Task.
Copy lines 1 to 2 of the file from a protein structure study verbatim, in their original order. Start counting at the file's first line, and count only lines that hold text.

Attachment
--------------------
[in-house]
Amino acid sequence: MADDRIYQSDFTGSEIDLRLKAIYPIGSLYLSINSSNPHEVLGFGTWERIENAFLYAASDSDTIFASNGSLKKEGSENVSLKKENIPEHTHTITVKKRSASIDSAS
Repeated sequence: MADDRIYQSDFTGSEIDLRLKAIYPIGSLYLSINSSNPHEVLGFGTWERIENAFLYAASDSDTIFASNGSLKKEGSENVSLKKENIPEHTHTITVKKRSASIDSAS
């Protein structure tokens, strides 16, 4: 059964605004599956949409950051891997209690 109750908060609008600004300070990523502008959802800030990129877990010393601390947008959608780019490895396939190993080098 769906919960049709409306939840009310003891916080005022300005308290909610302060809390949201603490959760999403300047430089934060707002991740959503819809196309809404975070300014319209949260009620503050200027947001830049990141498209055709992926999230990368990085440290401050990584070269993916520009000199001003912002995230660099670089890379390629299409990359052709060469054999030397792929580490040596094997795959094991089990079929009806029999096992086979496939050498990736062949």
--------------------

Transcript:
[in-house]
Amino acid sequence: MADDRIYQSDFTGSEIDLRLKAIYPIGSLYLSINSSNPHEVLGFGTWERIENAFLYAASDSDTIFASNGSLKKEGSENVSLKKENIPEHTHTITVKKRSASIDSAS